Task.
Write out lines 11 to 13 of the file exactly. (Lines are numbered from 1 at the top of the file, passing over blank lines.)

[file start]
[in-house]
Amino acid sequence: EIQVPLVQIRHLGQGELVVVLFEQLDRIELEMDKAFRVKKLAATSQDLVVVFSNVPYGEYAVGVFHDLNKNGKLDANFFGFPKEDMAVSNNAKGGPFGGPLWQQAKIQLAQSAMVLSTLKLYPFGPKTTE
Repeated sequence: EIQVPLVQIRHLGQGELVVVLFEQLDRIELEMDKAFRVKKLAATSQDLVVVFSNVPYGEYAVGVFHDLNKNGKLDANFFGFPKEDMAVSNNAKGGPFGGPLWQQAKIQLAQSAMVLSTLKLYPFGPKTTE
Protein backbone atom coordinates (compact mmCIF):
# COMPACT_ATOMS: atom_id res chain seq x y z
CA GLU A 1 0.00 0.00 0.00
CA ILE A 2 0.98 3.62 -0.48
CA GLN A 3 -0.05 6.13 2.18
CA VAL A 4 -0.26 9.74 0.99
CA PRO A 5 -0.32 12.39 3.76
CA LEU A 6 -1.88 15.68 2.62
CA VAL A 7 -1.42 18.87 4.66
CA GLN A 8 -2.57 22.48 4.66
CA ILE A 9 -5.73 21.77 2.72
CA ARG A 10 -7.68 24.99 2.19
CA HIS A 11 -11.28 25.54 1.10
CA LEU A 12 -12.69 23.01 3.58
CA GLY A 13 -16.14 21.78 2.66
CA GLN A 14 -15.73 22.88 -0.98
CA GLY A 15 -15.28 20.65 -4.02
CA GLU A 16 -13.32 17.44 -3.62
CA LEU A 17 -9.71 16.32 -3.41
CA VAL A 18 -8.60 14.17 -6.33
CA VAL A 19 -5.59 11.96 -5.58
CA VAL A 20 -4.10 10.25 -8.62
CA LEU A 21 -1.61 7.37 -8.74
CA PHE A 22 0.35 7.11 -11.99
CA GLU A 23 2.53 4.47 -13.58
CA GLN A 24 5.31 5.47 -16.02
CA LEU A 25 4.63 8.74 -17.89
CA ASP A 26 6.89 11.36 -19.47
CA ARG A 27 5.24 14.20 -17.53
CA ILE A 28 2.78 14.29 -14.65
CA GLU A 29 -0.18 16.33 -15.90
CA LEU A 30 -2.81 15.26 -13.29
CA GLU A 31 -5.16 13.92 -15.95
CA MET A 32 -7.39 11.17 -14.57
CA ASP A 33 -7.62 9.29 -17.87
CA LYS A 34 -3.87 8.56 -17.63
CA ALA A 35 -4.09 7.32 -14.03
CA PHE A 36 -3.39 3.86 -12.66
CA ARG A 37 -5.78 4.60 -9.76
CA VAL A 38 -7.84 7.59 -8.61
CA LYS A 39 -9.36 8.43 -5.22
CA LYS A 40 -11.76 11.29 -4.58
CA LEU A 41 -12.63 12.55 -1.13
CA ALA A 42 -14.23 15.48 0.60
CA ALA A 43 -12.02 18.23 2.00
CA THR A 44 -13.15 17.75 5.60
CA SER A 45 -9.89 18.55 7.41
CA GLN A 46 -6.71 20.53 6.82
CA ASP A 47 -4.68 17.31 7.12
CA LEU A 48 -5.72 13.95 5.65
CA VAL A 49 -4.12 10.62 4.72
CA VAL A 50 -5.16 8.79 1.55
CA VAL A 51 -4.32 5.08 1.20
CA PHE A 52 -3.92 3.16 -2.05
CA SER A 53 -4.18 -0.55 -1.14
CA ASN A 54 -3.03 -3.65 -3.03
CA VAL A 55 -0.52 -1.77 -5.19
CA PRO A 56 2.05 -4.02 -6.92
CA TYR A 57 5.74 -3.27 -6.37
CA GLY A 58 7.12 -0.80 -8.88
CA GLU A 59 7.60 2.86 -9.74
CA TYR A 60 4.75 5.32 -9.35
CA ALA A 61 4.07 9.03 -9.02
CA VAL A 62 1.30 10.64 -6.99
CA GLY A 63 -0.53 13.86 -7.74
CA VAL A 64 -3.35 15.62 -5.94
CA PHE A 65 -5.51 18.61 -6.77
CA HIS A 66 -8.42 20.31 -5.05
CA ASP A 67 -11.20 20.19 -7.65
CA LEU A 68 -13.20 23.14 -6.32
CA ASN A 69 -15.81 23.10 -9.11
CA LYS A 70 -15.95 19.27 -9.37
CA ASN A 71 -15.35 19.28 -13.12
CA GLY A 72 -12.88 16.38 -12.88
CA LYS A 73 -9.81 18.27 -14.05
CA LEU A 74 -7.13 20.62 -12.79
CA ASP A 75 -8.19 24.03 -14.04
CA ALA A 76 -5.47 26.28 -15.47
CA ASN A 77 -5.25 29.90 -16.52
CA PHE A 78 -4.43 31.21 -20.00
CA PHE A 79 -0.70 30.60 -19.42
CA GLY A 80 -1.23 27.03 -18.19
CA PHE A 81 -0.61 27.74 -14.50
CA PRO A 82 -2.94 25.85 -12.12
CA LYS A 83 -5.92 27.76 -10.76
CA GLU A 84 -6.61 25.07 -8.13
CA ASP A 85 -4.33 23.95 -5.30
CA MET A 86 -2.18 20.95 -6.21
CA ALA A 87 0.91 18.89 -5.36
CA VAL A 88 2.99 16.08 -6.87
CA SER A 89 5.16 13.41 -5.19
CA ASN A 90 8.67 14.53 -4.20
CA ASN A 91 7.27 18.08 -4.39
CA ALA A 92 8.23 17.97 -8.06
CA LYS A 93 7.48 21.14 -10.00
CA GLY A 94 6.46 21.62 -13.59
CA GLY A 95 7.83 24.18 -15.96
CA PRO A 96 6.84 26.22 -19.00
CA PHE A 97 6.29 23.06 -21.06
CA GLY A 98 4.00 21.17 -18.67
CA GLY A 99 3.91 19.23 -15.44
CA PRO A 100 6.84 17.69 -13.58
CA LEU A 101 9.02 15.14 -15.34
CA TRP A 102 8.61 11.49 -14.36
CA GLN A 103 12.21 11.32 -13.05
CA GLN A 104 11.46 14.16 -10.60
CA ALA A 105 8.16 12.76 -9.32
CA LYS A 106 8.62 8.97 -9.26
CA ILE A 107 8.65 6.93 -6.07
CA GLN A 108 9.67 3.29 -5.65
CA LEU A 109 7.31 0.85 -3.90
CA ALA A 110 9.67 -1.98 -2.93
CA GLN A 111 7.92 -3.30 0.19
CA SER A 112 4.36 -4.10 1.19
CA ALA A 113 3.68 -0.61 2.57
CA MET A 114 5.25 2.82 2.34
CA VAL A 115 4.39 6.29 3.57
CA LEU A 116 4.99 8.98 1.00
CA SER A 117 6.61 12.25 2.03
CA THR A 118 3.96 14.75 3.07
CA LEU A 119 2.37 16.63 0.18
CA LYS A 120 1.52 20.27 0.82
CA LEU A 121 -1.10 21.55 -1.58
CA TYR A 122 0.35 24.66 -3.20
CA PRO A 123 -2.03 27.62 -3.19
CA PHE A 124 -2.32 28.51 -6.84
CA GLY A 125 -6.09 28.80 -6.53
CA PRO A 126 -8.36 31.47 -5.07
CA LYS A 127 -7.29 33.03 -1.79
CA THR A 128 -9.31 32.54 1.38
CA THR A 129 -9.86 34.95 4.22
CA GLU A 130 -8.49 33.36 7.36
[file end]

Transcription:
CA LEU A 6 -1.88 15.68 2.62
CA VAL A 7 -1.42 18.87 4.66
CA GLN A 8 -2.57 22.48 4.66